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United States Department of Agriculture

Agricultural Research Service

Title: Is Leaf Blight in Lychee Caused by a Nutritional Deficiency?

Authors
item Goenaga, Ricardo
item Mendez, Yaleidis - STUDENT, UNIV OF PR

Submitted to: Meeting Proceedings
Publication Type: Proceedings
Publication Acceptance Date: March 20, 2008
Publication Date: September 1, 2008
Citation: Goenaga, R.J., Mendez, Y. 2008. Is Leaf Blight in Lychee Caused by a Nutritional Deficiency? Proceedings Undergraduate Research Program. Livestock and Environmental Group, Faculty of Agricultural Sciences. University of Puerto Rico, Mayaguez, PR. p. 4-6.

Interpretive Summary: Lychee belongs to the Sapindaceae family and is native to Southern China. Little is known about pests and diseases affecting lychee orchards. Leaf spot necrosis has been observed in orchards in Puerto Rico, however no pathogen associated with this condition has been isolated so far. For this reason, nutritional deficiencies have been considered as a potential cause of leaf spot-like symptoms. To determine a cause/effect relationship between lychee nutrition and leaf spot incidence, a greenhouse experiment with nutrient solution omitting either potassium, calcium, magnesium, iron or zinc was carried out. Preliminary results indicate that lychee plants not receiving calcium or magnesium developed symptoms that are similar to those observed in orchards.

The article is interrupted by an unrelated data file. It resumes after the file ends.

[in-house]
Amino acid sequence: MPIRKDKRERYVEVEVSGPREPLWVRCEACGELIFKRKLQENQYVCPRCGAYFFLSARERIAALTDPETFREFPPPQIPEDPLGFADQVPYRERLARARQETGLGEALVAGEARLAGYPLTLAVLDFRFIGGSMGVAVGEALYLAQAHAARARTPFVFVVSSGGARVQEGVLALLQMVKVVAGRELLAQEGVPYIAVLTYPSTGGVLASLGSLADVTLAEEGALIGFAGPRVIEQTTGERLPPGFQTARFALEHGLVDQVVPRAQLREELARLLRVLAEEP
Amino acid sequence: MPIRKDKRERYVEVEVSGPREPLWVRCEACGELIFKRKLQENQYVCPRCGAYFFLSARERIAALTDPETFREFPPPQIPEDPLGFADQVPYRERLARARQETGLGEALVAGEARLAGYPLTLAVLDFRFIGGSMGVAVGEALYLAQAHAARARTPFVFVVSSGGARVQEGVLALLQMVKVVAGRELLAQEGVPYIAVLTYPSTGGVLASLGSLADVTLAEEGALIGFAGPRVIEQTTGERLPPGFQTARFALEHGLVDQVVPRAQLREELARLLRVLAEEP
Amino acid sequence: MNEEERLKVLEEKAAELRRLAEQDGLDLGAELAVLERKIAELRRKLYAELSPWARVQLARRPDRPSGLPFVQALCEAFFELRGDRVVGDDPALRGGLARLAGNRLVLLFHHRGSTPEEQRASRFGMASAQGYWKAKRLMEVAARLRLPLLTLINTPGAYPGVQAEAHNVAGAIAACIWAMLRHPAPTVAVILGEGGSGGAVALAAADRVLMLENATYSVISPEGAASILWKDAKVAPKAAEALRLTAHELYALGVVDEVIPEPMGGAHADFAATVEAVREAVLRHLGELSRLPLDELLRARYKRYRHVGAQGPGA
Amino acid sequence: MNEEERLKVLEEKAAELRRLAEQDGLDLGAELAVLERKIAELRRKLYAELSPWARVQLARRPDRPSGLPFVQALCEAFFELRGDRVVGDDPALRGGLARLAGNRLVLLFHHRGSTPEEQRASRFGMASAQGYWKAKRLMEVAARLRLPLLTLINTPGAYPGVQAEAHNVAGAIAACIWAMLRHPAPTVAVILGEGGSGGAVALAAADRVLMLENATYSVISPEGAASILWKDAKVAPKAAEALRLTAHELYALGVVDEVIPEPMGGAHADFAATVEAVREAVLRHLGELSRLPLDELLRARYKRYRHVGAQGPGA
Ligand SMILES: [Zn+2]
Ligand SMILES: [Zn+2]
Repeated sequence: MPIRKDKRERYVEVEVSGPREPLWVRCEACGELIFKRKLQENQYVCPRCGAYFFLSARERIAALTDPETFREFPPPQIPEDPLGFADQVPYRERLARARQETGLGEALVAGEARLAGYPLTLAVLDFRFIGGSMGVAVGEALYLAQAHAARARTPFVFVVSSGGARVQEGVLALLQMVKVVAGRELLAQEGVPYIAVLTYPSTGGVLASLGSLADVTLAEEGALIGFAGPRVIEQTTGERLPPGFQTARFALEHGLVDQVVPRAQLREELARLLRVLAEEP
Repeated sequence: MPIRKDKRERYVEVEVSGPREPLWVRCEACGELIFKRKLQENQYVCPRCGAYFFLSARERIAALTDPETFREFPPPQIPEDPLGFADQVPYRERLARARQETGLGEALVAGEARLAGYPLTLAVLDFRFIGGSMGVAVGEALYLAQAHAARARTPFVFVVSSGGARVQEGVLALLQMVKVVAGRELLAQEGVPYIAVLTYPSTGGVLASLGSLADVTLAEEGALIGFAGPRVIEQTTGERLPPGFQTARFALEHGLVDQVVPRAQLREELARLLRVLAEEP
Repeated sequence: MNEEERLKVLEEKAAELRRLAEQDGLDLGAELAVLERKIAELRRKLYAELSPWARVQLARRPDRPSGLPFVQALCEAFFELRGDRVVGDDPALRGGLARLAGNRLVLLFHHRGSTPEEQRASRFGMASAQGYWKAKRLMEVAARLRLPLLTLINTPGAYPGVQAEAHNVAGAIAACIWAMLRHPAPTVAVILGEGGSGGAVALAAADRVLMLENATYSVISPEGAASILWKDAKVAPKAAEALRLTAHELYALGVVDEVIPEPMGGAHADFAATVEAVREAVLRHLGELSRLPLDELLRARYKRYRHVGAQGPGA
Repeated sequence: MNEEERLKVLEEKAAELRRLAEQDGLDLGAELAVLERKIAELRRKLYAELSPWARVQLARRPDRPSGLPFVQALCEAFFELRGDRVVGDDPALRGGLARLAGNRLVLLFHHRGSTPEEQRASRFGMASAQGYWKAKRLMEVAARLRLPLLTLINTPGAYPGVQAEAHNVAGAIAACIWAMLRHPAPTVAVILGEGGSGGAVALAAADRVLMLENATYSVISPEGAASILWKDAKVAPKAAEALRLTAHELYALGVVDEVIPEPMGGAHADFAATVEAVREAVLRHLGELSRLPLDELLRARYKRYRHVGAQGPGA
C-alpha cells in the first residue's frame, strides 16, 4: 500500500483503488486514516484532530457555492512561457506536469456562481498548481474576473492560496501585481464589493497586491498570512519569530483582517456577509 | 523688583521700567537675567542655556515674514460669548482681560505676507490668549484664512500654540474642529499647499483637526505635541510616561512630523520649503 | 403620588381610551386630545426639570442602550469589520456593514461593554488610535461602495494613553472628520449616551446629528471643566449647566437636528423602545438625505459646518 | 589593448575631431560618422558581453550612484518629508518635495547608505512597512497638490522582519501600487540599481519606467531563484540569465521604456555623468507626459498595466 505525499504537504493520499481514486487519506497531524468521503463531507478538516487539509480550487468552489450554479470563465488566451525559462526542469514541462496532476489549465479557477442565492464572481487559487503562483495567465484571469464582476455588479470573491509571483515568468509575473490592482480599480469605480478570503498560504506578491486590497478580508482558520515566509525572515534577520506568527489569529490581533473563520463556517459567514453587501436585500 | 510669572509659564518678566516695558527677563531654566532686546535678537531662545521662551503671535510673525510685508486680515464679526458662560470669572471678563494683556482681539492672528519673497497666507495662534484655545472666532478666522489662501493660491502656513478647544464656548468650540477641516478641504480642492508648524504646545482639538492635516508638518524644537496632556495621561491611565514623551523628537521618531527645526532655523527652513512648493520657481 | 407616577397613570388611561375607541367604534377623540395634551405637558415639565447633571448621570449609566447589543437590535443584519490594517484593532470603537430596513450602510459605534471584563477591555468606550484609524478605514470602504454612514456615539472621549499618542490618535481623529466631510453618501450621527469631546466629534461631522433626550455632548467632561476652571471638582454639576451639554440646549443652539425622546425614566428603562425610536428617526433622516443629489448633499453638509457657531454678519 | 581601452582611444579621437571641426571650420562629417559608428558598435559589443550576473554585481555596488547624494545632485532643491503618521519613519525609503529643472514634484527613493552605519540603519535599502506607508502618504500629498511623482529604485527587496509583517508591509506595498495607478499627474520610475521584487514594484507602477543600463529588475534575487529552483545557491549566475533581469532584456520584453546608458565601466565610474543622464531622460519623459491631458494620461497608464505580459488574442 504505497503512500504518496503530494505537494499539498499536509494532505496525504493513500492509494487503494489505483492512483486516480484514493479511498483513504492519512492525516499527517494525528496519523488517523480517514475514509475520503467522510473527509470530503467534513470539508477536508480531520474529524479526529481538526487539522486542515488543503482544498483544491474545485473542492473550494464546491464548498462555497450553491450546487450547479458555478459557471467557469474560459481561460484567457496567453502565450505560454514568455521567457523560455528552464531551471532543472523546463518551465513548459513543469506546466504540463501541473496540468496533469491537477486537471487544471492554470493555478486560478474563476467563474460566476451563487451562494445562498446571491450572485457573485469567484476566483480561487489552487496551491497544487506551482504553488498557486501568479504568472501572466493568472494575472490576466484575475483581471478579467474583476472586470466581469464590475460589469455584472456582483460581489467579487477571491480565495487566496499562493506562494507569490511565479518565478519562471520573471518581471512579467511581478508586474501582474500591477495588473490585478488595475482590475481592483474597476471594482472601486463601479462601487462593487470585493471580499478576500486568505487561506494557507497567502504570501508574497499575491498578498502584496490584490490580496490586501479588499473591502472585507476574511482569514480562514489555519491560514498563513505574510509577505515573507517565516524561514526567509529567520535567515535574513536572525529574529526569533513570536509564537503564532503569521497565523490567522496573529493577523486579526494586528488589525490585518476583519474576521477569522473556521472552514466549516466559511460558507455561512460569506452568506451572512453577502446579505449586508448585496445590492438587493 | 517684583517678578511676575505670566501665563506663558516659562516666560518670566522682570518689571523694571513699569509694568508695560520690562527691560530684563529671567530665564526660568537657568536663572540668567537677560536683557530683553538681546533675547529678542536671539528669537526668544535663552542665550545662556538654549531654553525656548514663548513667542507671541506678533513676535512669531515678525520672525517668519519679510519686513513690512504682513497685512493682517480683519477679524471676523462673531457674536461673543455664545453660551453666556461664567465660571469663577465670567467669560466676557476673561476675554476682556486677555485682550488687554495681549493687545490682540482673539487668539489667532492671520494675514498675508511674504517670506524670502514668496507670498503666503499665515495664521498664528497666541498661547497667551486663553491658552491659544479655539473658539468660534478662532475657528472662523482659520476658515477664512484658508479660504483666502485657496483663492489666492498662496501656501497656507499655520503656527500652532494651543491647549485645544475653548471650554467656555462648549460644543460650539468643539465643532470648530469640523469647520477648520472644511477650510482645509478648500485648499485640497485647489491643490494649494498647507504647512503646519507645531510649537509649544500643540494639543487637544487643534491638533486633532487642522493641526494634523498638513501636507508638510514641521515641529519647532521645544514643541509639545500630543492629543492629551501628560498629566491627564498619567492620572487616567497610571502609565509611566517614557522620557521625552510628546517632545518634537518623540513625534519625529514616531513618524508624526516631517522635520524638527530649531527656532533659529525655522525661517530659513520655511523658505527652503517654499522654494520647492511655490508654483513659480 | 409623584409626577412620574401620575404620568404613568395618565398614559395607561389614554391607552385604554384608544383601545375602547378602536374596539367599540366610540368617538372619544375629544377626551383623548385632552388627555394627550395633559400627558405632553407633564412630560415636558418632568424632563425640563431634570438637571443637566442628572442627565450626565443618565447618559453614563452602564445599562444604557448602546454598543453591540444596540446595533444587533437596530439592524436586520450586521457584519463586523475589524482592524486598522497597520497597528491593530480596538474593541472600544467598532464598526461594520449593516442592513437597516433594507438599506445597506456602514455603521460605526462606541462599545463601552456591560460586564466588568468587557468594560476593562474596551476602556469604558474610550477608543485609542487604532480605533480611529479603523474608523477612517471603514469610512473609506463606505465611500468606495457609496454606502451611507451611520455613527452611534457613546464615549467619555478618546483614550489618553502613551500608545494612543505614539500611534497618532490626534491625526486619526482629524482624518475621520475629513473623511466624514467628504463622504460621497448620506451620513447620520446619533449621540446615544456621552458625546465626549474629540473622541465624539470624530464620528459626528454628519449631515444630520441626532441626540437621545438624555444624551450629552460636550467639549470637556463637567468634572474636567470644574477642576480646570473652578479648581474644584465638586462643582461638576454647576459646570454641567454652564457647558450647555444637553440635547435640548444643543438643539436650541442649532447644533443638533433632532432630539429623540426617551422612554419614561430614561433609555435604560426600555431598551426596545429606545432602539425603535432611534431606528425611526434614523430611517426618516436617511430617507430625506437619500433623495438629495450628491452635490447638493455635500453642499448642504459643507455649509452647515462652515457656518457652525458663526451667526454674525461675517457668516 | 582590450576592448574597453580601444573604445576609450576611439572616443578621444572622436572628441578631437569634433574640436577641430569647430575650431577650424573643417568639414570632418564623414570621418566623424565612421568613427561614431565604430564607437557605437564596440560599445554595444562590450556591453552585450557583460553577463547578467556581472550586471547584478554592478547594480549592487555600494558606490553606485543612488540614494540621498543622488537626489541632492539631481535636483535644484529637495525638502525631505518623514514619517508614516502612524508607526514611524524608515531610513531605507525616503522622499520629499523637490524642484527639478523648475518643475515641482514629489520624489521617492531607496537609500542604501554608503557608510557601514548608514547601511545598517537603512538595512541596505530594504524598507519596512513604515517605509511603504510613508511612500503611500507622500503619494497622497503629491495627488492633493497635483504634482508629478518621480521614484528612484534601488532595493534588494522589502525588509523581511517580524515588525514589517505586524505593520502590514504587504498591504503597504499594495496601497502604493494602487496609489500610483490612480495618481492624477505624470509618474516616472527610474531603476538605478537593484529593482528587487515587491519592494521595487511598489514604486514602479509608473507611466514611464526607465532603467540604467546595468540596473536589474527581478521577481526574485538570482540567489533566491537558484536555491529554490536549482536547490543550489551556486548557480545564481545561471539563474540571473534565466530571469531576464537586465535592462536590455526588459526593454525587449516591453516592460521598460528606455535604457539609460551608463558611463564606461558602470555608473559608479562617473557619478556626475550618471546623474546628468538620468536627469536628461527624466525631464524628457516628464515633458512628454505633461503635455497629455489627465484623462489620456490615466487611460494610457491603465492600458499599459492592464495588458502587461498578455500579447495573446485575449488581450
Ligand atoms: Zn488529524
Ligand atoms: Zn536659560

Technical Abstract: Lychee belongs to the Sapindaceae family and is native to Southern China. The crop is grown commercially from 17-32° latitude and is usually found at low elevation in the subtropics and from 300-600 m in tropical locations. Foliar necrosis or leaf spot symptoms have been observed in orchards in Puerto Rico; however, efforts to isolate pathogens associated with this disease have been unsuccessful. For this reason, we tested the hypothesis that leaf spot may be caused by nutritional deficiencies. To test this hypothesis, a greenhouse experiment was conducted whereby plants of two lychee clones were grown in sand culture and fertilized with nutrient solutions that omitted either K, Ca, Mg, Fe or Zn. Control plants received all micronutrients. Preliminary results showed no significant differences in plant height, number of leaves or stem diameter between clones. Overall, Ca- and Mg-deficient plants were significantly smaller, had lower number of leaves and smaller stem diameter. Visual observations indicated that Ca- and Mg-deficient plants developed symptoms that are similar to those of leaf spot observed in orchards. Phytopathological analyses are being carried out to discard presence of causal organisms.

Last Modified: 11/23/2014
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